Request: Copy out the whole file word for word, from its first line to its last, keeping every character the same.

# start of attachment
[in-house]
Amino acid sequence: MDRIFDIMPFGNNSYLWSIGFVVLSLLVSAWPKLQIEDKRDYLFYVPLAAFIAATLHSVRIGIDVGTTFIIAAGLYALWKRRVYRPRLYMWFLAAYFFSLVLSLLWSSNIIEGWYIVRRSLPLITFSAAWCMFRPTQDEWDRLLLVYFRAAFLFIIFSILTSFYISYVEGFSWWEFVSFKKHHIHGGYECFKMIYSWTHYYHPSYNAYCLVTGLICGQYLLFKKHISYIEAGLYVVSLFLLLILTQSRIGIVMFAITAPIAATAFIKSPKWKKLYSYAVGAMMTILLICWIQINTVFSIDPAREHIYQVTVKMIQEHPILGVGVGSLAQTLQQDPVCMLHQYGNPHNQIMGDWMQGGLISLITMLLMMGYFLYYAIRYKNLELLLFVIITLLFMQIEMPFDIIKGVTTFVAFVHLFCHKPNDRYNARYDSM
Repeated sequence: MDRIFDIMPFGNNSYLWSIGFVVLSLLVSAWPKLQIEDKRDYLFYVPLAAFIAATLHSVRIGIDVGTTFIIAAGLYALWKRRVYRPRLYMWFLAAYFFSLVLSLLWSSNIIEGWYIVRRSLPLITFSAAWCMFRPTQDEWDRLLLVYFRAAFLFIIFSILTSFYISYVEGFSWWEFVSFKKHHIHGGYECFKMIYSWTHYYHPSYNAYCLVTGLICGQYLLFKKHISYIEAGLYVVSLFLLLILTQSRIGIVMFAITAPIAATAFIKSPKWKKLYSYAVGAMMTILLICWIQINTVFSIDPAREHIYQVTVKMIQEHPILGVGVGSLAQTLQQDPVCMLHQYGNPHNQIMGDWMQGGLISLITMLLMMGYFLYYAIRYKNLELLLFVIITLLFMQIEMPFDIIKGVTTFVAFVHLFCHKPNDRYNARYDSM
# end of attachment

[in-house]
Amino acid sequence: MDRIFDIMPFGNNSYLWSIGFVVLSLLVSAWPKLQIEDKRDYLFYVPLAAFIAATLHSVRIGIDVGTTFIIAAGLYALWKRRVYRPRLYMWFLAAYFFSLVLSLLWSSNIIEGWYIVRRSLPLITFSAAWCMFRPTQDEWDRLLLVYFRAAFLFIIFSILTSFYISYVEGFSWWEFVSFKKHHIHGGYECFKMIYSWTHYYHPSYNAYCLVTGLICGQYLLFKKHISYIEAGLYVVSLFLLLILTQSRIGIVMFAITAPIAATAFIKSPKWKKLYSYAVGAMMTILLICWIQINTVFSIDPAREHIYQVTVKMIQEHPILGVGVGSLAQTLQQDPVCMLHQYGNPHNQIMGDWMQGGLISLITMLLMMGYFLYYAIRYKNLELLLFVIITLLFMQIEMPFDIIKGVTTFVAFVHLFCHKPNDRYNARYDSM
Repeated sequence: MDRIFDIMPFGNNSYLWSIGFVVLSLLVSAWPKLQIEDKRDYLFYVPLAAFIAATLHSVRIGIDVGTTFIIAAGLYALWKRRVYRPRLYMWFLAAYFFSLVLSLLWSSNIIEGWYIVRRSLPLITFSAAWCMFRPTQDEWDRLLLVYFRAAFLFIIFSILTSFYISYVEGFSWWEFVSFKKHHIHGGYECFKMIYSWTHYYHPSYNAYCLVTGLICGQYLLFKKHISYIEAGLYVVSLFLLLILTQSRIGIVMFAITAPIAATAFIKSPKWKKLYSYAVGAMMTILLICWIQINTVFSIDPAREHIYQVTVKMIQEHPILGVGVGSLAQTLQQDPVCMLHQYGNPHNQIMGDWMQGGLISLITMLLMMGYFLYYAIRYKNLELLLFVIITLLFMQIEMPFDIIKGVTTFVAFVHLFCHKPNDRYNARYDSM